Personally, I think that to say the average Wayne grad makes 70,000-80,000 a yr upon graduation is ridiculous and simply not true. To get recruited by a firm that pays this amount of money is not easy. First of all, even the biggest Michigan firms only take between 4-7 summer associates each year. These firms start at 90,000 (Butzel Long) and pay as much as 125,000 (Honigman Miller). Firms like Dykema start at 105,000 however they pay their summer associates significantly less. To secure these postions you need TERRIFIC grades and probably journal experience. Of course, once you pass the paper test, it becomes more about personality, etc, but the only things that will get you interviews or call-backs (depending if your school's OCI process operates by a lottery system or has firms screen their applicants) is your academic record. For the firms that pay less than the numbers above you still need great grades, and keep in mind that these firms take SIGNIFICANTLY fewer summer associates due to the fact that their numbers are fewer and hiring capability not as great.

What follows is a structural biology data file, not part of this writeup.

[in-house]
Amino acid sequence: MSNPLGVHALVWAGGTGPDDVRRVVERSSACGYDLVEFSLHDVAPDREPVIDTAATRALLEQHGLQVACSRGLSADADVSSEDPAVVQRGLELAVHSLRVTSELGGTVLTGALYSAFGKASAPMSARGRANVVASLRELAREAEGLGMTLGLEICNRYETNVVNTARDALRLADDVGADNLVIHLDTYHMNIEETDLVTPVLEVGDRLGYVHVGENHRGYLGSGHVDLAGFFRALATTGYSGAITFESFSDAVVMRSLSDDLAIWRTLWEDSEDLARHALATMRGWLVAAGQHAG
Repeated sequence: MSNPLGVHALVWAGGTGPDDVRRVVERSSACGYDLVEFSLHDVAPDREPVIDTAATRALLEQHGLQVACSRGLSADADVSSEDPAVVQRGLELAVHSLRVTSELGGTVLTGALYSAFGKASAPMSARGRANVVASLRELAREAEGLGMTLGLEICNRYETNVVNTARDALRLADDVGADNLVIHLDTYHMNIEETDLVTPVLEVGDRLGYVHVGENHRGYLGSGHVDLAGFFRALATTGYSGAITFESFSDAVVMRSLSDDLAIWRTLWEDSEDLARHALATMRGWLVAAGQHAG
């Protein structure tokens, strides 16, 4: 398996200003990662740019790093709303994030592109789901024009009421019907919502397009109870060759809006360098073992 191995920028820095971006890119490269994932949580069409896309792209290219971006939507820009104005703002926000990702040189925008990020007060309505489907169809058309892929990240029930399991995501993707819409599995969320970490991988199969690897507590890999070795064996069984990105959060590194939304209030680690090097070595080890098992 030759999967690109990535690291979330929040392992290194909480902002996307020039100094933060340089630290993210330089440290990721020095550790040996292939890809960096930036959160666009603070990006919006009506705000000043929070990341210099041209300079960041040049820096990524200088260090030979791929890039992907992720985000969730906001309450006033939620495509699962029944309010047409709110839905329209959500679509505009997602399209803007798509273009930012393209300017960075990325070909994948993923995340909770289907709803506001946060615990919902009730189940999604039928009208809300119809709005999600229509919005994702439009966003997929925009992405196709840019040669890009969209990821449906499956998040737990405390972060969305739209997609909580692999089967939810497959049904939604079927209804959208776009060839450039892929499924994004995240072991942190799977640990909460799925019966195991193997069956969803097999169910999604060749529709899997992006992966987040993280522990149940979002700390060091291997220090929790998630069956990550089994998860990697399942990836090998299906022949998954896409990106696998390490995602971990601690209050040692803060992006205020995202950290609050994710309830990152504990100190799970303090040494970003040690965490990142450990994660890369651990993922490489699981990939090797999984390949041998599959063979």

Second of all, the summer associates that these firms are taking are not all from Michigan schools, even mostly from Michigan schools. I can give you a personal example. I did my first year at Detroit Mercy and transferred to Notre Dame. At Notre Dame I got call-backs from ALL the Detroit firms. Pretty much everyone whom I have talked to interviewing in MI from ND has gotten callbacks from at least a couple of MI firms. The friends that I have at UDM are not even getting initial interviews with these firms. I can assure you that the case is similar with Wayne. With firms taking so few associates each year, why would they not interveiw only the top students? Why not top schools? To even get considered for these top firms you need sweet academic credentials. I have been through this process and have seen others go through it. Check the attorneys profiles at the firms you are looking at in Michigan. Look at the Wayne grads they are hiring. They will all have some academic credential after their name. Many will have law review, which is restricted to the top 10 students and some write ons.